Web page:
Cricket: Yorkshire motivated by history rather than afraid of it, insists skipper Andrew Gale

Yorkshire captain Andrew Gale will be looking to lead his side to a third consecutive county championship title in 2016 (Picture: Allan McKenzie/SWpix.com).
Yorkshire captain Andrew Gale will be looking to lead his side to a third consecutive county championship title in 2016 (Picture: Allan McKenzie/SWpix.com).
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Captain Andrew Gale claims Yorkshire are motivated and not burdened by history as they chase a third successive Specsavers County Championship title.

No side have won three championships in a row since Yorkshire themselves achieved the feat under Brian Close from 1966-68.

Gale said: “I don’t think we feel the weight of that because when you turn up and play for Yorkshire there is a weight of expectation anyway. You are expected to win trophies. That is part and parcel of being a Yorkshire cricketer.

“This year we will go in and give it our best shot. The lads don’t need any motivation - win three championships and in a row and go down with the legends of Yorkshire cricket.

“We don’t feel the pressure of that. The lads are embracing it.”

Yorkshire, who lost to the MCC last week in the traditional season curtain-raiser in Abu Dhabi, play two more friendlies against Derbyshire and Leeds Bradford MCCU before beginning their campaign against Hampshire on April 17.

Gale expects the challenge to be tougher than ever this season with promoted sides Lancashire and Surrey bolstering the quality of the First Division.

The 32-year-old said: “We are obviously positive and confidence is high without taking anything for granted.

“We believe it is going to be the hardest year we have had. The division looks as strong as it has been and everyone is probably going to raise their game against us. We need to be on top of that.”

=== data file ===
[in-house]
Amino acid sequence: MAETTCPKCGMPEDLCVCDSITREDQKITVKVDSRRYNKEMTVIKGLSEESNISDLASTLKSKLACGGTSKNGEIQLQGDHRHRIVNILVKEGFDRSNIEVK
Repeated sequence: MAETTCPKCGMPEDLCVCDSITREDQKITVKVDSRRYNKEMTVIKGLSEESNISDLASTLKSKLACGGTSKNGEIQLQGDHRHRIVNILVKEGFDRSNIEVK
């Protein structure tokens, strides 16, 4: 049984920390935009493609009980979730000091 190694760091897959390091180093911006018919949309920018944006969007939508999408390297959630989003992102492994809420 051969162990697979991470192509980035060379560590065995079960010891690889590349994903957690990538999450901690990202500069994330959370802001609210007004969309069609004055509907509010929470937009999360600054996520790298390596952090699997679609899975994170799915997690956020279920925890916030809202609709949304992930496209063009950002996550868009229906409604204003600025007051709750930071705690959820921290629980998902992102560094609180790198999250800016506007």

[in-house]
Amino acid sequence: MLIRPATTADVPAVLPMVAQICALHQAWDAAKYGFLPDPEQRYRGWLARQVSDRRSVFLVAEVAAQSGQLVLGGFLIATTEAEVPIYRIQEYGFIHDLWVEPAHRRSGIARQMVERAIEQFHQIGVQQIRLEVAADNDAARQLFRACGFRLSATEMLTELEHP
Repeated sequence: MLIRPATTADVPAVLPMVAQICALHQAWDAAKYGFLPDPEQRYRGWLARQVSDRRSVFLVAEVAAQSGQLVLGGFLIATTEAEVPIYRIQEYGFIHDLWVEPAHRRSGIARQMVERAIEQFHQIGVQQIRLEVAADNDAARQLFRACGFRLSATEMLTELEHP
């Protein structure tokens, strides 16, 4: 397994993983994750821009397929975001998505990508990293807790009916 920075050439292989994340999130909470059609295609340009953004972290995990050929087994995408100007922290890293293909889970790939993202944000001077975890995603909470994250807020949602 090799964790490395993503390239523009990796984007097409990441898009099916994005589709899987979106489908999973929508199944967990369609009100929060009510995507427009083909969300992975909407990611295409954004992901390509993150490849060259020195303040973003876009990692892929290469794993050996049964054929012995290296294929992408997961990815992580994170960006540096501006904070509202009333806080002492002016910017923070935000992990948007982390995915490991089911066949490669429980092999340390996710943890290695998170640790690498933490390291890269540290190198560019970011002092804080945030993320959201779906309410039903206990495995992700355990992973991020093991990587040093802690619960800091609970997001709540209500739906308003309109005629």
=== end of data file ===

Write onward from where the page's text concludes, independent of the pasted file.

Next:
The 2016 domestic season will be the last in the current format before the England and Wales Cricket Board starts to make changes from next year. The top division is to be reduced from nine to eight teams and the season is to be divided into more clearly defined blocks for the three formats of the game.

Gale, speaking at the domestic season launch at Old Trafford, said: “I enjoy the 16-game (Championship) format but I am not against 14 games.

“I think it will probably make for better cricket because teams will have their better players out playing longer with more rest around that, and Twenty20 is better in a block from a playing point of view.”

The introduction of a dedicated late-season block for Twenty20 cricket has been viewed by some as a possible stepping stone towards a new, streamlined and franchise-based competition, similar to Australia’s Big Bash, in the future.

That, however, remains to be seen and for the time being the NatWest T20 Blast will continue.

And Steven Croft, captain of last year’s winners Lancashire, believes the competition is stronger than it is sometimes given credit for.

Croft said: “Franchises have been mentioned and I think that is the only other option, but I think the Blast is in a good place.

“There is some great cricket being played and it has developed some great players. I think the Blast, as a competition, is a good one.”